Time plan
The initial five workshop sessions will be carried out at a regular frequency during the autumn semester 2019 and the subsequent five workdays will be carried out during the early part of the spring semester 2020. The results of the project can begin to be disseminated early summer 2020 onwards.

The project’s relevance for higher music education
By pooling the expertise, experience and inquisitiveness in seemingly distinct professions, this project demonstrates the fluid nature of core topics within higher music education. The project will contribute to increasing the level of knowledge about how the body’s physiology is connected to aesthetic music expression. Equally, the project concurrently adds knowledge and experience as to how audio/video reflection may play a significant role in higher music education.
This project has an additional but slightly more subtle relevance for the development of higher music education. This project is only made possible by the coming together of colleagues converging around a shared interest from the starting points of education, therapy, sound engineering and physiotherapy, so this project aims to inspire the idea of local cross-professional collaboration. This loosens the grip of ‘expected’ collaborative initiatives and encourages collaboration where it makes sense and where it is possible based on the resources, inspiration and authentic interest in a mutual understanding of the needs within higher music education.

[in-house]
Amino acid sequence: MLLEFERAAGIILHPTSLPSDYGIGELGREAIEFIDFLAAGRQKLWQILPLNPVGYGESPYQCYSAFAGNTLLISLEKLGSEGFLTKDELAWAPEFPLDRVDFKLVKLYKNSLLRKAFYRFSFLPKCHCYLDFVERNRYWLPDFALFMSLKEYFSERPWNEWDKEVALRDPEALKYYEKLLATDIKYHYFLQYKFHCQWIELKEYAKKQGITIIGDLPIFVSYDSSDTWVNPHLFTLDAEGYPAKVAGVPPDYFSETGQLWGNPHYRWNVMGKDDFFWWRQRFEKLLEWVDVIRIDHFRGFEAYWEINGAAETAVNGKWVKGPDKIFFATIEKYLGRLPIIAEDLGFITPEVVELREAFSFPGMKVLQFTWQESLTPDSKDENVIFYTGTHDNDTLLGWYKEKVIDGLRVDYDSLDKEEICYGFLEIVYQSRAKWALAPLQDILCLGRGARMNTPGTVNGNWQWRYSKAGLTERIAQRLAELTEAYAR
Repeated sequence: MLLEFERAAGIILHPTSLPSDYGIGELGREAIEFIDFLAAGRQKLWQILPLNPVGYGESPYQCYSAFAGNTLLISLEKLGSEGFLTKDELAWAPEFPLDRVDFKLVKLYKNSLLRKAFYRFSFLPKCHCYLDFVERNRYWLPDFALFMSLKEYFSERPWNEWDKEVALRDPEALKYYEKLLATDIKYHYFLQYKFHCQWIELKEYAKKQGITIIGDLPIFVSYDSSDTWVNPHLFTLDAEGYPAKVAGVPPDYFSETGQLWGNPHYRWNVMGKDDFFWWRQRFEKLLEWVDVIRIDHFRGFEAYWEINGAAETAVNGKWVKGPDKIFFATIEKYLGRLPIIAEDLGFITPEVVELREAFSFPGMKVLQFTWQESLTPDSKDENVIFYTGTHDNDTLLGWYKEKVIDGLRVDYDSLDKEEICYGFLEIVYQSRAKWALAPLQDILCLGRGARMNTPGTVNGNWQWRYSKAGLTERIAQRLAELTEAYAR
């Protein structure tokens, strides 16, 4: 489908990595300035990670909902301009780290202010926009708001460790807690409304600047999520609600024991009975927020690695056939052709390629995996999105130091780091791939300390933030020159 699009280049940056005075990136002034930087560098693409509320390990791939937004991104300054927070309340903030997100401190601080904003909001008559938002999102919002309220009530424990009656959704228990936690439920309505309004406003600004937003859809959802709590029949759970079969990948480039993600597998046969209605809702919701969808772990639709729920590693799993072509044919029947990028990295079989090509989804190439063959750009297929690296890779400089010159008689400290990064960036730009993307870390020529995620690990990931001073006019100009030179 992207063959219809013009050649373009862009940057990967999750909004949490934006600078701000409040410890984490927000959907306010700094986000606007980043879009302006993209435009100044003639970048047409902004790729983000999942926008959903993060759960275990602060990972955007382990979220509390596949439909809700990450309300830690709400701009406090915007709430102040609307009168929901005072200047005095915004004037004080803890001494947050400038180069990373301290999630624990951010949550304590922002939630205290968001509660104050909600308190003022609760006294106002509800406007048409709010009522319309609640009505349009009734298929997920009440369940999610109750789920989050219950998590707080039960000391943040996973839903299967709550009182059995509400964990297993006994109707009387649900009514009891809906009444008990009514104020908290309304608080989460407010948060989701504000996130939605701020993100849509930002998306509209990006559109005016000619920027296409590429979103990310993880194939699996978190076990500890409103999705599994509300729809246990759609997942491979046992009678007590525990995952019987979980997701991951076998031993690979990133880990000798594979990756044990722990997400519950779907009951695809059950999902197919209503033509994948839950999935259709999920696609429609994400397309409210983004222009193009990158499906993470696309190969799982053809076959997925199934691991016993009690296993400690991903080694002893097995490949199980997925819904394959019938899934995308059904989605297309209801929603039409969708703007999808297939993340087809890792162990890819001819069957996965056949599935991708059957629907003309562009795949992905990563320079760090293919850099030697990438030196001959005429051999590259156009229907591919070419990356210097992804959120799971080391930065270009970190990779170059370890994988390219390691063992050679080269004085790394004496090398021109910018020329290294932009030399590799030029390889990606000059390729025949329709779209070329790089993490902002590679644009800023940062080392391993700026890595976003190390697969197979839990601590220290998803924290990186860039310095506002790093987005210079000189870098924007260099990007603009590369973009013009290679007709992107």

Own skills relevant for the completion of the project
Simon Gilbertson has been involved in the use of video recording for the analysis of human behavior and interaction since the early 1990’s (for example, Gilbertson and Aldridge, 2008). He is a member of the TALIDA project, Teaching and Learning in the Digital Age, UiB.

Signe Bakke is a professional pianist and Associate Professor in Piano at the Grieg Academy. She has been involved in numerous national and international concerts and recording projects.

Grete Ege has taught music physiology at the Grieg Academy since 2004 and has been active as an educator in this field in Norway, Scandinavia and USA.

Davide Bertolini is a professional bass player and sound engineer. He is employed at the Grieg Academy as Sound Engineer and is responsible for all technical and theoretical aspects of audio recording and related technical equipment.

Åse Torunn Bergem Odland is a qualified physiotherapist and certified Pilates trainer. She has experience of working with musicians and is currently working at Studio Pilates, Nordic Institute of Physio-Pilates.

Darling-Hammond, L., Hyler, M. E., & Gardner, M. (2017). Effective Teacher Professional Development. Palo Alto: CA: Learning Policy Institute.
Gilbertson, S. and Aldridge, D. (2008). Music therapy and traumatic brain injury: A light on a dark night. London: Jessica Kingsley Publishers.
Hubrich, S.G.B. (2016). The performer’s body in creative interpretations of repertoire music. Arts and Humanities in Higher Education. DOI: 10.1177/1474022216647711
Matei, R., Broad, S., Golbart, J. and Ginsborg, J. (2018). Health education for musicians. Frontiers in Psychology, 9, 1137. DOI: 10.3389/fpsyg.2018.01137
Mazzola, G., Mannone, M., Pang, Y., O’Brien, M. and Torunsky, N. (2016). All about music. The complete ontology: Realities, Semiotics, Communication and Embodiment. New York: Springer.